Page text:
Lancaster University students discuss options following closure of music programme

- 5 March 2013

Lancaster University
Photo: Wikimedia/Lupin

Students at Lancaster University are holding an emergency meeting today (Tuesday, March 5) to discuss the future of music and other arts subjects on campus.

It follows a decision by university management to end the study of single and combined honours music, as reported by CM in December. There will be no new intake in September this year.

Campaigners say they are unhappy about the university’s strategy, which they believe has given more support to academic subjects and led to a decline in the numbers of students applying to do music.

The student union website reads ‘the music course was put on a trajectory to fail due to the admissions strategy of the university, as well as reduced funding over a number of years and lack of interest in improving quality’.

But a university spokesperson defended Lancaster’s investment and said in a statement that the performing arts would continue to have a significant presence at Lancaster.

‘Lancaster recognises the importance of music as a discipline to draw on within the wider arts, and is investing in the arts while retaining disciplinary expertise in music. While there will not be a single major degree in music, there will still be teaching in the broad area of music available across arts degrees at Lancaster. A wealth of UK and international artists of the highest calibre come to Lancaster every year in public programmes of professional theatre, dance, exhibitions and concerts. This will continue in the future.’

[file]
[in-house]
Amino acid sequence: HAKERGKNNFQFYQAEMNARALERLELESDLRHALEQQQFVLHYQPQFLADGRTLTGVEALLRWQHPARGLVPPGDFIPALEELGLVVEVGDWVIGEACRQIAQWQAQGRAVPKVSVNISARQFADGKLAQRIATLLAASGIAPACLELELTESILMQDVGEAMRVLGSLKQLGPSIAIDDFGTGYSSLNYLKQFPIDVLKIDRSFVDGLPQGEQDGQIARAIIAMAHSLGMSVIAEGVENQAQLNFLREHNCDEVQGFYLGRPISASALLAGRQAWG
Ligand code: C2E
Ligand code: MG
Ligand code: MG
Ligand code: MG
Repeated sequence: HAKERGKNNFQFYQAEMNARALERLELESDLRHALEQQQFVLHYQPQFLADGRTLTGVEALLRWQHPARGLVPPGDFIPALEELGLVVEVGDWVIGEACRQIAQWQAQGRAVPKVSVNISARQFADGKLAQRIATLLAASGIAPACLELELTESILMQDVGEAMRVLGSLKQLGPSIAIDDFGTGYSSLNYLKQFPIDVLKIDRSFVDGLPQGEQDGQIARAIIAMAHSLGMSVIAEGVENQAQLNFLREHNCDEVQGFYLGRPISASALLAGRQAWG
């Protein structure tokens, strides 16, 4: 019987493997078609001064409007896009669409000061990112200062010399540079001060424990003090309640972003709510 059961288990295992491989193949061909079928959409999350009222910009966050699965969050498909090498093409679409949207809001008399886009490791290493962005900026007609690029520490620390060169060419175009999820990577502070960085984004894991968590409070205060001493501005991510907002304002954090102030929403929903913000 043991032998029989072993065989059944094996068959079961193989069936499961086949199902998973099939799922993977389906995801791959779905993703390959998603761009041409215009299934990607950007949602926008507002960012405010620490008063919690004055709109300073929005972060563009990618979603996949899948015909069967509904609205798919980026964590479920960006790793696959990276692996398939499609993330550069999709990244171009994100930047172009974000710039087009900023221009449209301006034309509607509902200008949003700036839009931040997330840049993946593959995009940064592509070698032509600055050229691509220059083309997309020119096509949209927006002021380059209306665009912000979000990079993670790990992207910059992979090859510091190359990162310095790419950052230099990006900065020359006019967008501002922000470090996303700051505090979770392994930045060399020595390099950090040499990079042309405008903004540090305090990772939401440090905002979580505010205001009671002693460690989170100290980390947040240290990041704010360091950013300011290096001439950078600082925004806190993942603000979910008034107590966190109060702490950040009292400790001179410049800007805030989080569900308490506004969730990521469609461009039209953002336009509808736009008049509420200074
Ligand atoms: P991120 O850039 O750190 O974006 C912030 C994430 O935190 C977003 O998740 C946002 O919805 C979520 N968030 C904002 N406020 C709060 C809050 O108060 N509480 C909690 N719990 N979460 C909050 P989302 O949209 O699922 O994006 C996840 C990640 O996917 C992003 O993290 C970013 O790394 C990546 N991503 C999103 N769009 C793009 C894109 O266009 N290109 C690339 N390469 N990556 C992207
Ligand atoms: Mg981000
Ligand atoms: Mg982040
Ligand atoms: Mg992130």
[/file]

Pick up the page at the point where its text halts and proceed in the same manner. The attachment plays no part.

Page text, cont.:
The remaining music students will be allowed to complete their degrees, although it is unclear yet whether the course will have the same focus as before. Of the seven-strong team, five academic staff are at risk of redundancy and the remaining two will stay on to teach the music students until the current first years graduate in 2015. A third, teaching-only post will also be recruited.

Writing in the student union newspaper, undergraduate Ronnie Rowlands likened this ‘to having a supply teacher covering all of your subjects for the entirety of a stint in sixth form’.

The National Association for Music in Higher Education (NAMHE) has deplored Lancaster’s decision.

‘Music is doing exceptionally well as a HE subject, all doomsayers notwithstanding,’ said NAMHE chair Professor Thomas Schmidt-Beste. ‘The most recent UCAS figures show that in terms of accepted places, music has outperformed both the sector as a whole and virtually all other humanities subjects. In the face of an exceptionally difficult climate for the creative arts, music has bucked the trend and has actually become stronger. It beggars belief that institutions are shutting down departments.’

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